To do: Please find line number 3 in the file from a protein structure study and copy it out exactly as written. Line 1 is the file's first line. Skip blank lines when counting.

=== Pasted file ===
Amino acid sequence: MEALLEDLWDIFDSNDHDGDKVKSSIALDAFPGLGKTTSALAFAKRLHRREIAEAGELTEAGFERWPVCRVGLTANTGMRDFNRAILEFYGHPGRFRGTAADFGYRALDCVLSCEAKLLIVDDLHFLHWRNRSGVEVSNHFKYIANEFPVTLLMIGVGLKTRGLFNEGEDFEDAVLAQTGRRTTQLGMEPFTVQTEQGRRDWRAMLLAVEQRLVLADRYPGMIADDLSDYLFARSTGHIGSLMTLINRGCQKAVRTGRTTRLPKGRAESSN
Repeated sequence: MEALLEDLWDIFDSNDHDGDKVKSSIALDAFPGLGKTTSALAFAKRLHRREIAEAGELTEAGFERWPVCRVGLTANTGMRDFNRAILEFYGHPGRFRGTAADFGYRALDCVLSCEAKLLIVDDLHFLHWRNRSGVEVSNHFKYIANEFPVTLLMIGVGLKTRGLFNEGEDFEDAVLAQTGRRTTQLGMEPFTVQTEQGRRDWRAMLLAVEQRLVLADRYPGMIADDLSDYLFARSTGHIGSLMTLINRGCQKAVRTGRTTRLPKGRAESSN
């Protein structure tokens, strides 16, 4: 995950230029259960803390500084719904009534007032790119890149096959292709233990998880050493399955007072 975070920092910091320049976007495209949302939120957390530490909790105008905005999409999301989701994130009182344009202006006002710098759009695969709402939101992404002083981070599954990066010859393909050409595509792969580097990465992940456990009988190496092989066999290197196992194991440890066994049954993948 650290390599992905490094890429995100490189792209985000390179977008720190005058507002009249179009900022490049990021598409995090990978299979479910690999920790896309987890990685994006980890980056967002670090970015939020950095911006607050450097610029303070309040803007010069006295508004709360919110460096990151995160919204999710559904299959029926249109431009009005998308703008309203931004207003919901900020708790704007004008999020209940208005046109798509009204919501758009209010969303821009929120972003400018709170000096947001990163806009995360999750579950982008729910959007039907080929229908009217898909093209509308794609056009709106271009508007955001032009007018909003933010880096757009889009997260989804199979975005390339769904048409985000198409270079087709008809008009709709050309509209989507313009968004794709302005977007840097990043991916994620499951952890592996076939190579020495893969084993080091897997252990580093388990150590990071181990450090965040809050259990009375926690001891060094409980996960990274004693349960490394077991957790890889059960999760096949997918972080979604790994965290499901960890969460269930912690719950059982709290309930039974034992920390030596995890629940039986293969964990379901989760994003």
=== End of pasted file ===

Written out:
């Protein structure tokens, strides 16, 4: 995950230029259960803390500084719904009534007032790119890149096959292709233990998880050493399955007072 975070920092910091320049976007495209949302939120957390530490909790105008905005999409999301989701994130009182344009202006006002710098759009695969709402939101992404002083981070599954990066010859393909050409595509792969580097990465992940456990009988190496092989066999290197196992194991440890066994049954993948 650290390599992905490094890429995100490189792209985000390179977008720190005058507002009249179009900022490049990021598409995090990978299979479910690999920790896309987890990685994006980890980056967002670090970015939020950095911006607050450097610029303070309040803007010069006295508004709360919110460096990151995160919204999710559904299959029926249109431009009005998308703008309203931004207003919901900020708790704007004008999020209940208005046109798509009204919501758009209010969303821009929120972003400018709170000096947001990163806009995360999750579950982008729910959007039907080929229908009217898909093209509308794609056009709106271009508007955001032009007018909003933010880096757009889009997260989804199979975005390339769904048409985000198409270079087709008809008009709709050309509209989507313009968004794709302005977007840097990043991916994620499951952890592996076939190579020495893969084993080091897997252990580093388990150590990071181990450090965040809050259990009375926690001891060094409980996960990274004693349960490394077991957790890889059960999760096949997918972080979604790994965290499901960890969460269930912690719950059982709290309930039974034992920390030596995890629940039986293969964990379901989760994003």